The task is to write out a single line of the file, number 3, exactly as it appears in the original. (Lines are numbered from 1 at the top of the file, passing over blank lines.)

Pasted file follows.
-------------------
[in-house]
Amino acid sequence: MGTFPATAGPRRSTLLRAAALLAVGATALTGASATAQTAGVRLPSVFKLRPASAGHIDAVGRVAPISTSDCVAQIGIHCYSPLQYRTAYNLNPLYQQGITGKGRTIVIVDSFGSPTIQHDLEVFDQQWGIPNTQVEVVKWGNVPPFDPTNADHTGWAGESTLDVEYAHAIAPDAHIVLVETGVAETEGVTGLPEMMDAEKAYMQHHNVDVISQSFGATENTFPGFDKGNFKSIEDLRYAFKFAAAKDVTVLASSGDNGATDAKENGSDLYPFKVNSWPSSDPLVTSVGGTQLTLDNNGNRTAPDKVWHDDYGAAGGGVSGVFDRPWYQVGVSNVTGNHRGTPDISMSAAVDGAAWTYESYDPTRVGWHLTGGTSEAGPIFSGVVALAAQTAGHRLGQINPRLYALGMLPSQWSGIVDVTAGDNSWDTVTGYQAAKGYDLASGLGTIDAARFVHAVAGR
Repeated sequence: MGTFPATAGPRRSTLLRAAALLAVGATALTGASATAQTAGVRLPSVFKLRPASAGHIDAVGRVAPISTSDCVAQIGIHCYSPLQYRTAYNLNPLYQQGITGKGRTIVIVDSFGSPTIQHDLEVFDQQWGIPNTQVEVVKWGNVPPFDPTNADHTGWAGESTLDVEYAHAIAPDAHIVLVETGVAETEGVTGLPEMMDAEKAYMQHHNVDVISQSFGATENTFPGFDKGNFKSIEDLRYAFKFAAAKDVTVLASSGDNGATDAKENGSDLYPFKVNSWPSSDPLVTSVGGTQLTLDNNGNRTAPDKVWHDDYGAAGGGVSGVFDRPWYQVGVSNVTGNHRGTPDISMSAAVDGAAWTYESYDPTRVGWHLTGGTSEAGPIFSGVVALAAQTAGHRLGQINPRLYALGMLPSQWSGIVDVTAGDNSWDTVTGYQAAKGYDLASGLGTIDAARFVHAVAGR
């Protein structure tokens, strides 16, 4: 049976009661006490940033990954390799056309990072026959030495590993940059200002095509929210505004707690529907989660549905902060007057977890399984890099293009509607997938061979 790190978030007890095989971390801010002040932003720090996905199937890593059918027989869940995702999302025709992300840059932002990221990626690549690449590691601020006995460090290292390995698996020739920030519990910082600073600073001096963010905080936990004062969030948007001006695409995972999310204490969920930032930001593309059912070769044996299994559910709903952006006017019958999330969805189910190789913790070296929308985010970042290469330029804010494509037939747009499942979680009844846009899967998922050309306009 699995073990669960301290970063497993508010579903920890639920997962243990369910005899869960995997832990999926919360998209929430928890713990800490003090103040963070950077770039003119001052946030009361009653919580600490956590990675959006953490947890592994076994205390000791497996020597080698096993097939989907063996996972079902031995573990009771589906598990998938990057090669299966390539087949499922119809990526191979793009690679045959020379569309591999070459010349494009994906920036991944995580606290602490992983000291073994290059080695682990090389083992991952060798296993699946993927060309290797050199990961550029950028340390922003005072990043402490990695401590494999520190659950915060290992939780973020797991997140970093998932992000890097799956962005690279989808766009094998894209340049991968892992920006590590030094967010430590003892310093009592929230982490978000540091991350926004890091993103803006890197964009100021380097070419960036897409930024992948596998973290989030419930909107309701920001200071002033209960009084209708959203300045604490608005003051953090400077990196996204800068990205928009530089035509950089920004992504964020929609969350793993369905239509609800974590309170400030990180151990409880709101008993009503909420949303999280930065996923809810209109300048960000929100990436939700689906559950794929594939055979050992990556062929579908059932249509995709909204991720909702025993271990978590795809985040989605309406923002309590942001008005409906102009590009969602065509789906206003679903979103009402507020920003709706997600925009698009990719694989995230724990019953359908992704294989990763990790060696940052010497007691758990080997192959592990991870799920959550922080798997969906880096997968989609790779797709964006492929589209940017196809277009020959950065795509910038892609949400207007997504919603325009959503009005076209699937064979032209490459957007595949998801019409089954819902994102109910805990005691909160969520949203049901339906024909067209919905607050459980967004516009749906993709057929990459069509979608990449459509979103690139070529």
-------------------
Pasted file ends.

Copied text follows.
Repeated sequence: MGTFPATAGPRRSTLLRAAALLAVGATALTGASATAQTAGVRLPSVFKLRPASAGHIDAVGRVAPISTSDCVAQIGIHCYSPLQYRTAYNLNPLYQQGITGKGRTIVIVDSFGSPTIQHDLEVFDQQWGIPNTQVEVVKWGNVPPFDPTNADHTGWAGESTLDVEYAHAIAPDAHIVLVETGVAETEGVTGLPEMMDAEKAYMQHHNVDVISQSFGATENTFPGFDKGNFKSIEDLRYAFKFAAAKDVTVLASSGDNGATDAKENGSDLYPFKVNSWPSSDPLVTSVGGTQLTLDNNGNRTAPDKVWHDDYGAAGGGVSGVFDRPWYQVGVSNVTGNHRGTPDISMSAAVDGAAWTYESYDPTRVGWHLTGGTSEAGPIFSGVVALAAQTAGHRLGQINPRLYALGMLPSQWSGIVDVTAGDNSWDTVTGYQAAKGYDLASGLGTIDAARFVHAVAGR